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Criminal capital and the transition to adulthood

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Life course criminology is characterized by a two-pronged approach to research. The first branch emphasizes social integration and involvement with pro-social institutions as turning points in the criminal career. The

Life course criminology is characterized by a two-pronged approach to research. The first branch emphasizes social integration and involvement with pro-social institutions as turning points in the criminal career. The second branch of this work assesses how access to the institutions that facilitate social integration are conditioned by factors such as involvement in the criminal justice system. Theories of capital are chiefly concerned with social integration and the continuity of conventionality, conformity, and prosperity offered through social ties and social networks. Absent from life course criminology is a better understanding of how different forms of criminal capital can influence access to institutions like higher education, marriage, and employment during the transition to adulthood. Drawing on insights from distinct bodies of literature on peers, capital, and status attainment, the present study elaborates on the influence of criminal capital for (un)successful transitions to adulthood. Using three waves of data from the National Longitudinal Study of Adolescent to Adult Health (“Add Health”), the effects of adolescent criminal social capital on criminal cultural and human capital, and subsequent educational, occupational, and marital attainment in early adulthood are examined. Results from a series of regression models demonstrate that criminal social capital has minimal effects on fatalistic beliefs or thoughtful and reflective decision making, and that these forms of criminal capital generally have inconsistent effects on later life transitions. Implications for theory and future research are discussed.

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  • 2016

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The non-criminal consequences of gang membership: impacts on education and employment in the life-course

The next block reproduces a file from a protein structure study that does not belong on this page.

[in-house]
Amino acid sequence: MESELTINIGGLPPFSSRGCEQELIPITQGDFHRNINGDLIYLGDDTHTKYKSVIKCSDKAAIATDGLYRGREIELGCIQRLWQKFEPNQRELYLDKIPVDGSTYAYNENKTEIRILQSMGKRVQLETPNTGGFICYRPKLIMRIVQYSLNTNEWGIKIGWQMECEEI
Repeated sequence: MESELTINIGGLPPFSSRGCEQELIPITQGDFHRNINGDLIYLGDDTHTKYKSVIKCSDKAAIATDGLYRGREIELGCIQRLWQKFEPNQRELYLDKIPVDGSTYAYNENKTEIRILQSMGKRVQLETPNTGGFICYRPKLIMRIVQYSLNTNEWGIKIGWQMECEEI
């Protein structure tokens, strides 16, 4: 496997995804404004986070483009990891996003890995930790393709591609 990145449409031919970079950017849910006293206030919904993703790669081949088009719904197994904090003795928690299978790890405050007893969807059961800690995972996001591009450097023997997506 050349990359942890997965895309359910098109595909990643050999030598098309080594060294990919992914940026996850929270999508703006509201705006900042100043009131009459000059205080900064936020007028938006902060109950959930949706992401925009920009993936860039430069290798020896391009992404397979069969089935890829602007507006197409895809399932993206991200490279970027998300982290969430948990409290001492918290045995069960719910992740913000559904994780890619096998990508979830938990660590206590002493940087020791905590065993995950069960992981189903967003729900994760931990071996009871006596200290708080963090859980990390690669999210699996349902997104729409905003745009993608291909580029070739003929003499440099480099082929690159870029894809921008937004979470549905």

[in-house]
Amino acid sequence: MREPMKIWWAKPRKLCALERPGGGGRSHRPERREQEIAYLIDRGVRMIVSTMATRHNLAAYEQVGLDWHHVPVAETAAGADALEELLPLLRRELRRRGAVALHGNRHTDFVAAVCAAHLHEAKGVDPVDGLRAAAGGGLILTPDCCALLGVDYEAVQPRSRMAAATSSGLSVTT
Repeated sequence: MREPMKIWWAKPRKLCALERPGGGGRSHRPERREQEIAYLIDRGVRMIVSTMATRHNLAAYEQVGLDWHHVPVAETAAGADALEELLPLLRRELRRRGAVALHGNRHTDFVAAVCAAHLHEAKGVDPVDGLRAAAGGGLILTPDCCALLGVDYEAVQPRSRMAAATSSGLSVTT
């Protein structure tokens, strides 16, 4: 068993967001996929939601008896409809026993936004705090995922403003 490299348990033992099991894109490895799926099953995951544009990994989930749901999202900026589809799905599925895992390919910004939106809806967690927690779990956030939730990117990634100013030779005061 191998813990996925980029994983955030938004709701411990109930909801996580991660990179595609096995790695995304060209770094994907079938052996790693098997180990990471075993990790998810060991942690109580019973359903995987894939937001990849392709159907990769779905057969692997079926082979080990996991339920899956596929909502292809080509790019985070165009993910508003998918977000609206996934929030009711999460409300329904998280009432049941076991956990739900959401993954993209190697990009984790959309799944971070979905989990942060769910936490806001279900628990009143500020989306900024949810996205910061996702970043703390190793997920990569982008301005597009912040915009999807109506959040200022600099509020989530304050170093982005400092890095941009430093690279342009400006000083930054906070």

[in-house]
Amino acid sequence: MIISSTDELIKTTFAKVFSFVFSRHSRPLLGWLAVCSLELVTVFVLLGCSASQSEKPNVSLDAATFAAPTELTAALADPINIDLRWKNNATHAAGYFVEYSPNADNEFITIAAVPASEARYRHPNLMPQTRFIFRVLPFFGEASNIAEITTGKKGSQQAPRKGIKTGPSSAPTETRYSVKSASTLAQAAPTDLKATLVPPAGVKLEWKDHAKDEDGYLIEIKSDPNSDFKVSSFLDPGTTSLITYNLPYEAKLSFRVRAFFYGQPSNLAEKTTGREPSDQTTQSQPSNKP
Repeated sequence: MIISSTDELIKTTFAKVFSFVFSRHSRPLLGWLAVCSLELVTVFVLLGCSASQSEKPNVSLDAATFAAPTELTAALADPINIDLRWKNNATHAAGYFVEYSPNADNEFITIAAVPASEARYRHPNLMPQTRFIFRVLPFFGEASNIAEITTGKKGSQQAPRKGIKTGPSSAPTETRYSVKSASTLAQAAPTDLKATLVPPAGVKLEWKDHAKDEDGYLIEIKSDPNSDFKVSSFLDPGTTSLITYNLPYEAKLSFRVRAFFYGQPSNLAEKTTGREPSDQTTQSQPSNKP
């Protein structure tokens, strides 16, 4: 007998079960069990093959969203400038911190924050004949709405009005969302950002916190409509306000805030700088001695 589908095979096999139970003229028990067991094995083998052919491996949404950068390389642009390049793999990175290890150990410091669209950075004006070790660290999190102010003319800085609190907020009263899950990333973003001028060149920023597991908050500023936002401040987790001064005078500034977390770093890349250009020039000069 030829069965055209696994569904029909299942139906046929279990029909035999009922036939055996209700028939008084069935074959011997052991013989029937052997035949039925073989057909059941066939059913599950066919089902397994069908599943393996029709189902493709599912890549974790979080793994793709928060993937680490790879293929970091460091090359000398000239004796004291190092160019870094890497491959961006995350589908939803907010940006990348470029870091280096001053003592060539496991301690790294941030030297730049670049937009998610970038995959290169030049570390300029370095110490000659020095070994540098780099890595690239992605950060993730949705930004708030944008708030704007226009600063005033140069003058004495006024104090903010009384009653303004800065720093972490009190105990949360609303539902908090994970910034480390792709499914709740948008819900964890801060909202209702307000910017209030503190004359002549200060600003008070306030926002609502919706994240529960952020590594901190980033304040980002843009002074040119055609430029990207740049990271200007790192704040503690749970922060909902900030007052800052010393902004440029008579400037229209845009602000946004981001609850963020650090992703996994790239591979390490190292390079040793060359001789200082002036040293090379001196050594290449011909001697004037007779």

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Research on the consequences of gang membership is limited mainly to the study of crime and victimization. This gives the narrow impression that the effects of gang membership do not

Research on the consequences of gang membership is limited mainly to the study of crime and victimization. This gives the narrow impression that the effects of gang membership do not cascade into other life domains. This dissertation conceptualized gang membership as a snare in the life-course that disrupts progression in conventional life domains. National Longitudinal Survey of Youth Cohort of 1997 (NLSY97) data were used to examine the effects of adolescent gang membership on the nature and patterns of educational attainment and employment over a 12-year period in the life-course. Variants of propensity score weighting were used to assess the effects of gang joining on a range of outcomes pertaining to educational attainment and employment. The key findings in this dissertation include: (1) selection adjustments partially or fully confounded the effects of gang joining; despite this (2) gang joiners had 70 percent the odds of earning a high school diploma and 42 percent the odds of earning a 4-year college degree than matched individuals who avoided gangs; (3) at the 11-year mark, the effect of gang joining on educational attainment exceeded one-half year; (4) gang joiners made up for proximate deficits in high school graduation and college matriculation, but gaps in 4-year college degree and overall educational attainment gained throughout the study; (5) gang joiners were less likely to be employed and more likely to not participate in the labor force, and these differences accelerated toward the end of the study; (6) gang joiners spent an additional one-third of a year jobless relative to their matched counterparts; and (7) the cumulative effect of gang joining on annual income exceeded $14,000, which was explained by the patterning of joblessness rather than the quality of jobs. The theoretical and policy implications of these findings, as well as directions for future research, are addressed in the concluding chapter of this dissertation.

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Date Created
  • 2012